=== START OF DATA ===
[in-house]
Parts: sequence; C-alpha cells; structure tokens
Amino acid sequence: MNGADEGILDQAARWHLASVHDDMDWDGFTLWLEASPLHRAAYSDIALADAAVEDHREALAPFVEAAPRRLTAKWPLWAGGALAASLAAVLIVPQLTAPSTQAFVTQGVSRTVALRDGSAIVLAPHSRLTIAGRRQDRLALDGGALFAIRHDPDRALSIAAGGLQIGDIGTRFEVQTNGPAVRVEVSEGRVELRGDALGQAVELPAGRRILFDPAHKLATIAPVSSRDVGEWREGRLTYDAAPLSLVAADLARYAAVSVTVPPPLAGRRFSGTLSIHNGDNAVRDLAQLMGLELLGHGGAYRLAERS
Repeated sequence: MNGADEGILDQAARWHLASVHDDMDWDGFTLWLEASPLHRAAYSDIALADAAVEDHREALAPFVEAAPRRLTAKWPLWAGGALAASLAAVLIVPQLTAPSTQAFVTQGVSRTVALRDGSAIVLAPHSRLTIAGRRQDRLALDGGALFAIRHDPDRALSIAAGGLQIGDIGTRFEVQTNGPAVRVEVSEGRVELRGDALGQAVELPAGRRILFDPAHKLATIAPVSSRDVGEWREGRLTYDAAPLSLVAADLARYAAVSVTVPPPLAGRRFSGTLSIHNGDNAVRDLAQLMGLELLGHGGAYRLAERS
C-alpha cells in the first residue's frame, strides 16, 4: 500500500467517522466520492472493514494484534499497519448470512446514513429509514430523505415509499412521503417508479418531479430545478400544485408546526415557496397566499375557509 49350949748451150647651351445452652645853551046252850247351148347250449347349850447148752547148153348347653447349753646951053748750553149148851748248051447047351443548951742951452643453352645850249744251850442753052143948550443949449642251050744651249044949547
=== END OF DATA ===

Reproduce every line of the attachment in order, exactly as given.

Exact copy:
[in-house]
Parts: sequence; C-alpha cells; structure tokens
Amino acid sequence: MNGADEGILDQAARWHLASVHDDMDWDGFTLWLEASPLHRAAYSDIALADAAVEDHREALAPFVEAAPRRLTAKWPLWAGGALAASLAAVLIVPQLTAPSTQAFVTQGVSRTVALRDGSAIVLAPHSRLTIAGRRQDRLALDGGALFAIRHDPDRALSIAAGGLQIGDIGTRFEVQTNGPAVRVEVSEGRVELRGDALGQAVELPAGRRILFDPAHKLATIAPVSSRDVGEWREGRLTYDAAPLSLVAADLARYAAVSVTVPPPLAGRRFSGTLSIHNGDNAVRDLAQLMGLELLGHGGAYRLAERS
Repeated sequence: MNGADEGILDQAARWHLASVHDDMDWDGFTLWLEASPLHRAAYSDIALADAAVEDHREALAPFVEAAPRRLTAKWPLWAGGALAASLAAVLIVPQLTAPSTQAFVTQGVSRTVALRDGSAIVLAPHSRLTIAGRRQDRLALDGGALFAIRHDPDRALSIAAGGLQIGDIGTRFEVQTNGPAVRVEVSEGRVELRGDALGQAVELPAGRRILFDPAHKLATIAPVSSRDVGEWREGRLTYDAAPLSLVAADLARYAAVSVTVPPPLAGRRFSGTLSIHNGDNAVRDLAQLMGLELLGHGGAYRLAERS
C-alpha cells in the first residue's frame, strides 16, 4: 500500500467517522466520492472493514494484534499497519448470512446514513429509514430523505415509499412521503417508479418531479430545478400544485408546526415557496397566499375557509 49350949748451150647651351445452652645853551046252850247351148347250449347349850447148752547148153348347653447349753646951053748750553149148851748248051447047351443548951742951452643453352645850249744251850442753052143948550443949449642251050744651249044949547